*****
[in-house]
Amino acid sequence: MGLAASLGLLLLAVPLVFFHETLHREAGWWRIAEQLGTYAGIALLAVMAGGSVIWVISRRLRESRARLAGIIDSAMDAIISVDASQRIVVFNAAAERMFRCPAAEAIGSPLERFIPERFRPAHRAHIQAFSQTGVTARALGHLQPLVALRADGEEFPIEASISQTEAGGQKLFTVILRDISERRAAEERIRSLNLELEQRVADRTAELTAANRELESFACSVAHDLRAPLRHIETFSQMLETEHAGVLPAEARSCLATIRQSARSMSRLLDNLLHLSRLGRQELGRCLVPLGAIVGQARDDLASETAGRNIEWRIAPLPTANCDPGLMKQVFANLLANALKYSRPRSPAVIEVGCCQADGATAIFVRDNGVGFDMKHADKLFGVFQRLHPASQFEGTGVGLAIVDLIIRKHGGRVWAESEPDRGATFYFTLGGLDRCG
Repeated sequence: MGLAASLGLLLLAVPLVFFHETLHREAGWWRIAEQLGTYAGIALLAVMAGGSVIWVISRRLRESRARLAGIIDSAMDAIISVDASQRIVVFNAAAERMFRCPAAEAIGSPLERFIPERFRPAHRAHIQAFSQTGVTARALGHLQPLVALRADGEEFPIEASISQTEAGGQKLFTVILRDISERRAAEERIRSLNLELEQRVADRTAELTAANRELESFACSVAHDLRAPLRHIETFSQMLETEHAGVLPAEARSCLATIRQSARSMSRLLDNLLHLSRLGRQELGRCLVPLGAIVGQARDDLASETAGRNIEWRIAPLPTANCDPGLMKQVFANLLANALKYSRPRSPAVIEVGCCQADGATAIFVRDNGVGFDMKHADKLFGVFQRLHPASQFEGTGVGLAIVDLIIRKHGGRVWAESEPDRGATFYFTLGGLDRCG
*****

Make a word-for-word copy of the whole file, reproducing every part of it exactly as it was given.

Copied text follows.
[in-house]
Amino acid sequence: MGLAASLGLLLLAVPLVFFHETLHREAGWWRIAEQLGTYAGIALLAVMAGGSVIWVISRRLRESRARLAGIIDSAMDAIISVDASQRIVVFNAAAERMFRCPAAEAIGSPLERFIPERFRPAHRAHIQAFSQTGVTARALGHLQPLVALRADGEEFPIEASISQTEAGGQKLFTVILRDISERRAAEERIRSLNLELEQRVADRTAELTAANRELESFACSVAHDLRAPLRHIETFSQMLETEHAGVLPAEARSCLATIRQSARSMSRLLDNLLHLSRLGRQELGRCLVPLGAIVGQARDDLASETAGRNIEWRIAPLPTANCDPGLMKQVFANLLANALKYSRPRSPAVIEVGCCQADGATAIFVRDNGVGFDMKHADKLFGVFQRLHPASQFEGTGVGLAIVDLIIRKHGGRVWAESEPDRGATFYFTLGGLDRCG
Repeated sequence: MGLAASLGLLLLAVPLVFFHETLHREAGWWRIAEQLGTYAGIALLAVMAGGSVIWVISRRLRESRARLAGIIDSAMDAIISVDASQRIVVFNAAAERMFRCPAAEAIGSPLERFIPERFRPAHRAHIQAFSQTGVTARALGHLQPLVALRADGEEFPIEASISQTEAGGQKLFTVILRDISERRAAEERIRSLNLELEQRVADRTAELTAANRELESFACSVAHDLRAPLRHIETFSQMLETEHAGVLPAEARSCLATIRQSARSMSRLLDNLLHLSRLGRQELGRCLVPLGAIVGQARDDLASETAGRNIEWRIAPLPTANCDPGLMKQVFANLLANALKYSRPRSPAVIEVGCCQADGATAIFVRDNGVGFDMKHADKLFGVFQRLHPASQFEGTGVGLAIVDLIIRKHGGRVWAESEPDRGATFYFTLGGLDRCG